Drug DiscoveryWorld Summer 2019

the depressingly high, and apparently not improving, attrition rate of drugs in devel- opment, many of them late in the process by which time consider- able resources both financial and human, have been applied to them. This situation is particularly unsatisfac- tory among anti-cancer drugs where there is a requirement for the potential


agent to be selectively cytotoxic against can- cerous tissues, leaving normal tissues unaf- fected. It is stated in another of our articles that overall only about 14% of Phase I drugs reach approval, where- as for anti-cancer drugs the figure is only 3.4%. The basic problem obviously lies in poor selection of candidate drugs for development, and many solutions have been proposed but apparently none have, as yet, proved to be adequately effective. Our authors state that because of the drawbacks with all individual approaches, the proce- dure for putative anti-cancer drugs should involve a combination of approaches and they suggest a “robust validation procedure” which could entail the use of four different tests which they describe. Spending more time, money and other resources at this early stage could reduce the chance of much greater expense in the event of failure at a later stage. In an article on cell therapy, the statement is made that “classical phar-

macology is broken”. This view is based again on the failure of the clas- sical processes of target identification and lead development to “system- atically produce drugs” and the statement is also made that “we under- stand the mechanism of just 30% of small molecule drugs due to their lack in specificity”. It is argued that, in contrast, cells “have been engi- neered by millions of years of evolution to respond to specific needs”. However, despite very considerable investment, few cell therapies have received regulatory approval. The two main challenges which have to be met are bypassing the immune system and manufacturability. Steps which are being taken to overcome these challenges are described and the author states that enormous progress has been made. Cell-based assays are now universally-used tools in drug discovery. In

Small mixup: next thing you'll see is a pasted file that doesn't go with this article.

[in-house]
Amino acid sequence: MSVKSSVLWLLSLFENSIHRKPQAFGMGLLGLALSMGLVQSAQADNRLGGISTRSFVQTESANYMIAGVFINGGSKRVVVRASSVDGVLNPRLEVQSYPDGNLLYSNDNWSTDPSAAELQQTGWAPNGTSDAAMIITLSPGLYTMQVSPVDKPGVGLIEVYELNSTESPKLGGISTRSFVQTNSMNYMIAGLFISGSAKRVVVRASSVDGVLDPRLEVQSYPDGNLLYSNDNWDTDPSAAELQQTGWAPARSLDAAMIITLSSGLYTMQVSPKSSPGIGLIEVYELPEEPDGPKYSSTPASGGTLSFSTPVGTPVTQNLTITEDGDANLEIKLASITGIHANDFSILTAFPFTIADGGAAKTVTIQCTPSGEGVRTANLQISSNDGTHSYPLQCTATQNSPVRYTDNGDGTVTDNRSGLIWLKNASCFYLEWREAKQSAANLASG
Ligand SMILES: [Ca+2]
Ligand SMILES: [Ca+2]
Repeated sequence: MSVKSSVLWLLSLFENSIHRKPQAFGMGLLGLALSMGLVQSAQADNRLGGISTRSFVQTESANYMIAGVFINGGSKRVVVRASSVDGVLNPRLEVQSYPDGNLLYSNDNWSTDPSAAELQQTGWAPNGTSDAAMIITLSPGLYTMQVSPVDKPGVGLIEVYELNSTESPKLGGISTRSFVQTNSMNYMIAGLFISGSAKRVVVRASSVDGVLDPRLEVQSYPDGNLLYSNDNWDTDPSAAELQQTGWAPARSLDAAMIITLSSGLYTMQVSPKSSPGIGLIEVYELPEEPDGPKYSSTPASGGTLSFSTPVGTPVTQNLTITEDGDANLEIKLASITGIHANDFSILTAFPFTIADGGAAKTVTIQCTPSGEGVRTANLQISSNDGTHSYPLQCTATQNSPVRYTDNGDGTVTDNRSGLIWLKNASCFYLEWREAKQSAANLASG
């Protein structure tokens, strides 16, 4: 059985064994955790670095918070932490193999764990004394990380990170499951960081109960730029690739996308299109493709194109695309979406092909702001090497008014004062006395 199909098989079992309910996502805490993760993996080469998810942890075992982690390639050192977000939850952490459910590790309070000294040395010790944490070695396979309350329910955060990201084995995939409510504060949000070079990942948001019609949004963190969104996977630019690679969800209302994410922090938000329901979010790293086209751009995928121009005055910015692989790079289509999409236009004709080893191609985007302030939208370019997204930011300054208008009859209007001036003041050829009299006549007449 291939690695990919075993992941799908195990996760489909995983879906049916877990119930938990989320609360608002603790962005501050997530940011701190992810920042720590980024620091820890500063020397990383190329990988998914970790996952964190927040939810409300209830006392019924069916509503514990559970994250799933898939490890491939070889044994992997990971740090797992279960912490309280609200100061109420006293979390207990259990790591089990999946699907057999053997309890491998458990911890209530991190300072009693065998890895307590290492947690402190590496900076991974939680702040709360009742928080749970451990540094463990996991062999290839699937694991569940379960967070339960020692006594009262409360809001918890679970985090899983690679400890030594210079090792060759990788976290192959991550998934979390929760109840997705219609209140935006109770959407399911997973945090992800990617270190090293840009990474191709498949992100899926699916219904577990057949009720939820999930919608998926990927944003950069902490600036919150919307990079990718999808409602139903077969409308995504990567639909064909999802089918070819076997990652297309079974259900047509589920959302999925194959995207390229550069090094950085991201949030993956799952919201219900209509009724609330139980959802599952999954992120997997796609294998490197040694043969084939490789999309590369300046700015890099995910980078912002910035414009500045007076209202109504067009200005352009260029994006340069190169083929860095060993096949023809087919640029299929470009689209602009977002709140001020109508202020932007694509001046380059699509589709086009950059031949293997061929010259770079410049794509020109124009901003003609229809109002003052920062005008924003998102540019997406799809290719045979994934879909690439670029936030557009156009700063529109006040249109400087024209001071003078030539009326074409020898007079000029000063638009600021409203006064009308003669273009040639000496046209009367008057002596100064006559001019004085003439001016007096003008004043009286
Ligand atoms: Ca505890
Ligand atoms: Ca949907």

vitro cellular models that mimic the in vivo environment can give valu- able information about both efficacy and safety of potential new thera- peutic agents. Traditionally, these models were both complex and labour intensive, but automation has now removed or reduced these difficulties and productivity and reproducibility have increased while human error has been removed or reduced to a minimum. The commercial products and services now available for automation are reviewed by another author. The cell lines, which are used as discussed in the previous paragraph,

are, however, very fragile and susceptible to contamination. Methods of safeguarding against this are discussed in a final article.When human cell lines are being used there is also a need to ensure adequate operator safe- ty. Systems which meet, or go beyond, statutory requirements are described.

Dr Roger Brimblecombe PhD, DSc, FRCPath, FRSB 7

Page 1  |  Page 2  |  Page 3  |  Page 4  |  Page 5  |  Page 6  |  Page 7  |  Page 8  |  Page 9  |  Page 10  |  Page 11  |  Page 12  |  Page 13  |  Page 14  |  Page 15  |  Page 16  |  Page 17  |  Page 18  |  Page 19  |  Page 20  |  Page 21  |  Page 22  |  Page 23  |  Page 24  |  Page 25  |  Page 26  |  Page 27  |  Page 28  |  Page 29  |  Page 30  |  Page 31  |  Page 32  |  Page 33  |  Page 34  |  Page 35  |  Page 36  |  Page 37  |  Page 38  |  Page 39  |  Page 40  |  Page 41  |  Page 42  |  Page 43  |  Page 44  |  Page 45  |  Page 46  |  Page 47  |  Page 48  |  Page 49  |  Page 50  |  Page 51  |  Page 52  |  Page 53  |  Page 54  |  Page 55  |  Page 56  |  Page 57  |  Page 58  |  Page 59  |  Page 60  |  Page 61  |  Page 62  |  Page 63  |  Page 64